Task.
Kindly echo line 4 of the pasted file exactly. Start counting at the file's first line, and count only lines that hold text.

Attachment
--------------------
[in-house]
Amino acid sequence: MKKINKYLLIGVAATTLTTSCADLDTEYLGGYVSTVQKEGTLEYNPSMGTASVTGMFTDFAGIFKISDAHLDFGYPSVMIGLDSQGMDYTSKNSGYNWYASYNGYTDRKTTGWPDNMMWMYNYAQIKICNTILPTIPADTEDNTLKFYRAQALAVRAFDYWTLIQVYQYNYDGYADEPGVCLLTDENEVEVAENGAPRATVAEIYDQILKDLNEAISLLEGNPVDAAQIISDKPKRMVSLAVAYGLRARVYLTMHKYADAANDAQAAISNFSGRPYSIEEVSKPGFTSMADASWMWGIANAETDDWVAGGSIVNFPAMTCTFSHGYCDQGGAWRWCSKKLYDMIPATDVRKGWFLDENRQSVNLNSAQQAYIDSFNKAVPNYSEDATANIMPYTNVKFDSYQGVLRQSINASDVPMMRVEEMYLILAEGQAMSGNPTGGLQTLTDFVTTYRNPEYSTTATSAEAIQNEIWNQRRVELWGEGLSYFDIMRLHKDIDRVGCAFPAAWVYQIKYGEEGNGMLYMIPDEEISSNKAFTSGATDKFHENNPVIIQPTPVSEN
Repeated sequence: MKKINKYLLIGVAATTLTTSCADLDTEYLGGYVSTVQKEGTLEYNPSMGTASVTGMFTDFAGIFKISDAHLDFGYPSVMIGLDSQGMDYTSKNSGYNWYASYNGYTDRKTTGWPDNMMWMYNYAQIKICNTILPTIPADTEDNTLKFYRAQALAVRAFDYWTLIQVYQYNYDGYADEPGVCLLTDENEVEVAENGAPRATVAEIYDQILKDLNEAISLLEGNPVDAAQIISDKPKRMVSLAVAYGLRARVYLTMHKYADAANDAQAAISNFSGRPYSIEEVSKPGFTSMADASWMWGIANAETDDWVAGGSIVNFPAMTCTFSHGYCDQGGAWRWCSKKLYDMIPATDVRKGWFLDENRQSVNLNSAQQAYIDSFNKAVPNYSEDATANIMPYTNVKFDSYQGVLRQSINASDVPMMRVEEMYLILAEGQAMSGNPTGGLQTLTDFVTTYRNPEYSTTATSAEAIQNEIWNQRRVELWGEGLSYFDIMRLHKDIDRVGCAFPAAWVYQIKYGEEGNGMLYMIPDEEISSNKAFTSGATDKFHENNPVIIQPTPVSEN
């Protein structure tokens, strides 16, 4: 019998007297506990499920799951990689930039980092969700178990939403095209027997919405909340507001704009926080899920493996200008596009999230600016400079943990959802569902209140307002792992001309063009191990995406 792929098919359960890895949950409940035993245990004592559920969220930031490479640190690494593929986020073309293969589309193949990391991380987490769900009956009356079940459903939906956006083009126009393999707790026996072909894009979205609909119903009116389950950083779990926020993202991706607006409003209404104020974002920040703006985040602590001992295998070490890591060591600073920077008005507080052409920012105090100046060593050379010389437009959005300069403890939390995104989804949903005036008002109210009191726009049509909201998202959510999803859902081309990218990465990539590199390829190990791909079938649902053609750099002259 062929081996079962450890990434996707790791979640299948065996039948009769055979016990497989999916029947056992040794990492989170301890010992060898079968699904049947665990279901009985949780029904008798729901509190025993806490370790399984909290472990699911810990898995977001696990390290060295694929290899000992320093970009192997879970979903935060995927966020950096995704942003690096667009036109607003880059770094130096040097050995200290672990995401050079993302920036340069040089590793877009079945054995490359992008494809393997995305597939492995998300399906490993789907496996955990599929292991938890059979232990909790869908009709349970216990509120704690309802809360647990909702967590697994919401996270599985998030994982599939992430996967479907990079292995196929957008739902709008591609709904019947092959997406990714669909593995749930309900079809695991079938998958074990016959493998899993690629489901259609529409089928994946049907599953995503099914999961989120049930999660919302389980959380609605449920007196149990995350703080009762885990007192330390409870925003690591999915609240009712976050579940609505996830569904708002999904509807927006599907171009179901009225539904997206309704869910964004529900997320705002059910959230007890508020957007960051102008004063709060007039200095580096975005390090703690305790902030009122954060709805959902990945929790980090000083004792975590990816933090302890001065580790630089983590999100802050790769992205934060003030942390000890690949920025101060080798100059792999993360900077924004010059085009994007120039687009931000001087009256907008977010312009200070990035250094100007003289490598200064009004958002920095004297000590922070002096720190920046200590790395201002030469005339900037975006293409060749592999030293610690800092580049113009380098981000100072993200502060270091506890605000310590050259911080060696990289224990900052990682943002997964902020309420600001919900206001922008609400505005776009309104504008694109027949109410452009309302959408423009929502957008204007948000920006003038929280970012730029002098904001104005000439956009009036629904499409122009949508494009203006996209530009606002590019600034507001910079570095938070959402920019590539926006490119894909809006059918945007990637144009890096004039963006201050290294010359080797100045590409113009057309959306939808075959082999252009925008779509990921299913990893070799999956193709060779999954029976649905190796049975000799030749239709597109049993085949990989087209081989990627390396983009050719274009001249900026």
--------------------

């Protein structure tokens, strides 16, 4: 019998007297506990499920799951990689930039980092969700178990939403095209027997919405909340507001704009926080899920493996200008596009999230600016400079943990959802569902209140307002792992001309063009191990995406 792929098919359960890895949950409940035993245990004592559920969220930031490479640190690494593929986020073309293969589309193949990391991380987490769900009956009356079940459903939906956006083009126009393999707790026996072909894009979205609909119903009116389950950083779990926020993202991706607006409003209404104020974002920040703006985040602590001992295998070490890591060591600073920077008005507080052409920012105090100046060593050379010389437009959005300069403890939390995104989804949903005036008002109210009191726009049509909201998202959510999803859902081309990218990465990539590199390829190990791909079938649902053609750099002259 062929081996079962450890990434996707790791979640299948065996039948009769055979016990497989999916029947056992040794990492989170301890010992060898079968699904049947665990279901009985949780029904008798729901509190025993806490370790399984909290472990699911810990898995977001696990390290060295694929290899000992320093970009192997879970979903935060995927966020950096995704942003690096667009036109607003880059770094130096040097050995200290672990995401050079993302920036340069040089590793877009079945054995490359992008494809393997995305597939492995998300399906490993789907496996955990599929292991938890059979232990909790869908009709349970216990509120704690309802809360647990909702967590697994919401996270599985998030994982599939992430996967479907990079292995196929957008739902709008591609709904019947092959997406990714669909593995749930309900079809695991079938998958074990016959493998899993690629489901259609529409089928994946049907599953995503099914999961989120049930999660919302389980959380609605449920007196149990995350703080009762885990007192330390409870925003690591999915609240009712976050579940609505996830569904708002999904509807927006599907171009179901009225539904997206309704869910964004529900997320705002059910959230007890508020957007960051102008004063709060007039200095580096975005390090703690305790902030009122954060709805959902990945929790980090000083004792975590990816933090302890001065580790630089983590999100802050790769992205934060003030942390000890690949920025101060080798100059792999993360900077924004010059085009994007120039687009931000001087009256907008977010312009200070990035250094100007003289490598200064009004958002920095004297000590922070002096720190920046200590790395201002030469005339900037975006293409060749592999030293610690800092580049113009380098981000100072993200502060270091506890605000310590050259911080060696990289224990900052990682943002997964902020309420600001919900206001922008609400505005776009309104504008694109027949109410452009309302959408423009929502957008204007948000920006003038929280970012730029002098904001104005000439956009009036629904499409122009949508494009203006996209530009606002590019600034507001910079570095938070959402920019590539926006490119894909809006059918945007990637144009890096004039963006201050290294010359080797100045590409113009057309959306939808075959082999252009925008779509990921299913990893070799999956193709060779999954029976649905190796049975000799030749239709597109049993085949990989087209081989990627390396983009050719274009001249900026």